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  1. #1
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    Do you blend before the roast or after the roast

    Hello there, I am a home roaster just starting out. My question is addressed to any roaster. For an espresso should I blend the green beans before I roast or should I roast seperate and then blend the roasted beans together.

    Thansk

  2. #2
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    Re: Do you blend before the roast or after the roast

    Quote Originally Posted by bean_there_Bunn_that
    Hello there, I am a home roaster just starting out. My question is addressed to any roaster. For an espresso should I blend the green beans before I roast or should I roast seperate and then blend the roasted beans together.

    Thansk
    I am newer at this also, and I post blend. (of course I like the whole roasting process)


    I did try a bean suppliers "Espresso blend" and it turned out fine (I was sure it would not) I can tell what most of the beans are while green, as I bought beans from him individually, so I was shocked it turned out as well as it did. SInce there were 5 or 6 different beans in the mix.


    It does save time, and the supplier swears there is something about roasting them all together, that adds to the whole process.

    "Like stew is better when it simmers for 4 hours together, rather than throwing in a bunch of cooked items in a broth and serving it

    does this make sense?- he believes it is that big of intangible.....I am going to try it with my own blend and see what I think.

    good luck

  3. #3
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    I combine then roast.....usually.
    If your java tastes bitter: ASK QUESTIONS.
    Do unto others as you would have them do unto you.

  4. #4
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    Quote Originally Posted by NW JAVA
    I combine then roast.....usually.
    Is that a matter of convenience or preference NW? (I know it is much quicker, for sure)

    Again, just curious myself, to hear from some of the people who do it for a living.

    thanks in advance

  5. #5
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    Blend before roasting.

  6. #6
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    blend first ( after you are sure that the beans play well together) and it about effeciency and quality. imagine having three to five bags of roasted beans that you had to manage against staileness, and to boot scooping roasted beans can crack or otherwise damage the roasted bean; leaving it more prone to oxidation. Liftoff, it's nice to see you posting and I like you posts.
    If your java tastes bitter: ASK QUESTIONS.
    Do unto others as you would have them do unto you.

  7. #7
    Senior Member
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    roast then blend.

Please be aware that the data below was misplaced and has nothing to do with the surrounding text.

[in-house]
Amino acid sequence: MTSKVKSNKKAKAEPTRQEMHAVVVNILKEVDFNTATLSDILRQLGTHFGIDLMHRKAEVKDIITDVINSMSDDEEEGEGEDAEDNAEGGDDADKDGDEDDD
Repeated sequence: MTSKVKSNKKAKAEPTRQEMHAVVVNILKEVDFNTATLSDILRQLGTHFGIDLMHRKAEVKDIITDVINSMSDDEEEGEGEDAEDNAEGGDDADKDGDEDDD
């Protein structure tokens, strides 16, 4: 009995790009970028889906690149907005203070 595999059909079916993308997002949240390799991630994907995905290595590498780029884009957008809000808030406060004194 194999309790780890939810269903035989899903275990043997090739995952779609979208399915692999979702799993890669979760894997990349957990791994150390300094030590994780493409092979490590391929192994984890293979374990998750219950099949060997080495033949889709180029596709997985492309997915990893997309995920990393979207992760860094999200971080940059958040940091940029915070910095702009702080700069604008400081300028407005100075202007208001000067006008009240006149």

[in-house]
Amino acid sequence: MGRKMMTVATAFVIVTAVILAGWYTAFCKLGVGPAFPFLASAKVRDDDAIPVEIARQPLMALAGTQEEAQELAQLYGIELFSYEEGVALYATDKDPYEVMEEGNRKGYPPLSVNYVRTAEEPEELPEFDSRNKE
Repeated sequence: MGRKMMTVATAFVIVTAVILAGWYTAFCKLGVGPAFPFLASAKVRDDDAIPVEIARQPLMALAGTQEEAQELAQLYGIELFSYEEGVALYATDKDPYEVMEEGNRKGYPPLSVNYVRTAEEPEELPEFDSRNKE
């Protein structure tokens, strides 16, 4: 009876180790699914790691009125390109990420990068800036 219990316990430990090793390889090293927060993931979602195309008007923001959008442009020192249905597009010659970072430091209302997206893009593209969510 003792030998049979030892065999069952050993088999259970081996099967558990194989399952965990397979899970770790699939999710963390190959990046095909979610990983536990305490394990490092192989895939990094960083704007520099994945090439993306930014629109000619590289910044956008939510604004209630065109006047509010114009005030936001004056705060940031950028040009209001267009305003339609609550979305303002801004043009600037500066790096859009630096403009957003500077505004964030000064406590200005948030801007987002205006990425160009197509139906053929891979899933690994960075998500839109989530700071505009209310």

You want cream and sugar?
    NO COFFEE FOR YOU! NEXT!

  8. #8
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    opinions are like...................
    If your java tastes bitter: ASK QUESTIONS.
    Do unto others as you would have them do unto you.

  9. #9
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    Ok, heres my humble opinion on this issue. I always roast my single origin beans seperatley THEN blend the beans together post roast. Why? Although all greens will have a similar moisture content (+/-12%) there are other factors that effect how they will roast...meaning it is hard to do justice to each origin if you rost them as one lot. Bean hardness, sugar content, size.. (if you are not using beans screened to the same size) even the method the bean was processed will/can all impact on the roast process. In my opinion it is very difficult if not impossible for me to bring out the characteristics in each origin and then apply it to my espresso blend if I roast all the beans I use in the blend at the same time.

    Ok- in saying this I see nothing wrong at all with a HOME roaster using a 250gm capacity home roast popper or Alpenrost combining all the greens together. My living is made from roasting...dawn till dusk (or is that dawn to dawn?? ). For a home roaster this is a love, a hobby...a second wife or hubby!!...but if you are roasting 4,5,6 origins individually to blend for an espresso you might suddenly find your significant other half is less supportive of your hobby.
    Merdeka Coffee (Indonesian Coffee Roasters and relationship coffee specialists) - Antipodean (Coffee - Cafe - Culture)

  10. #10
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    Thank you Alun_evans for conveying the reasons behind why roast seperately then blend is the way to go. However, even for home roasting I would think people should roast seperately and then blend. At 15 - 18 minutes per drum roast, 4 origins plus set up time will take a little more than an hour. That shouldn't be too much time for a nice hobby like home roast.
    You want cream and sugar?
    NO COFFEE FOR YOU! NEXT!

 

 
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